Demutualization has generally involved conversion of an exchange from a not-for-profit member-owned organization to a for-profit shareholder owned corporation. Most broadly stated, a regulator of a DE must balance the profit motives of the stock exchange with the greater goal of investor protection.
Toronto Stock Exchange
1. Background to the TSX’s Demutualization
The Toronto Stock Exchange was formed in 1852 as a mutual member-owned, not-for profit corporation. Members of the exchange were brokerage firms whose membership interests (or seats) in the exchange gave them access rights to trade in listed securities, either as principal or on behalf of clients.
. In 1997, The Toronto Stock Exchange closed the trading floor and became a fully electronic major exchange. In 1998, the TSE’s Board of Governors undertook a strategy development process that was called blueprints.
the Blueprint recognized the need for a different governance model and recommended a new ownership and governance model for the TSE with the following elements:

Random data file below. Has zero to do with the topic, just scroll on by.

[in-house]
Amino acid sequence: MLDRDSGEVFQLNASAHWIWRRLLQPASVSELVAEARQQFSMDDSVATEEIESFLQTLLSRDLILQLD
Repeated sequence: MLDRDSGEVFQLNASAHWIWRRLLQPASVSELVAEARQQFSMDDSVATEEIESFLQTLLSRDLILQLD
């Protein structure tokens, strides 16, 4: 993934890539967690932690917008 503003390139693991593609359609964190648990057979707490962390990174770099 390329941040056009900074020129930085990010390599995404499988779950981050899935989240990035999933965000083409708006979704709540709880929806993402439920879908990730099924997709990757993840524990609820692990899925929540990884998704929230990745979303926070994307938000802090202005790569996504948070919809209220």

(a) for-profit instead of not-for-profit;
(b) shareholder structure instead of member-seatholder structure; (c) separation of access from ownership; and
(d) initially designating at least half of the seats on the Board of Directors from outside the brokerage community.‘
2. Rationale for the Demutualization of TSE
---both the size of members and the markets in which they compete were becoming more diverse. ---the existing governance model was becoming an increasingly slow and cumbersome method of making decisions. --- limiting ownership to members, the TSE had not been as flexible and proactive in responding to all of its customers’ needs.
---TSE more opportunities to raise capital for itself, aside from its power to impose levies on its seatholders.
Lastly, the notion of using “seats” as the basic governance structure of the TSE appeared outmoded and outdated.
3. The Demutualization Process of the TSE
a) a brief...
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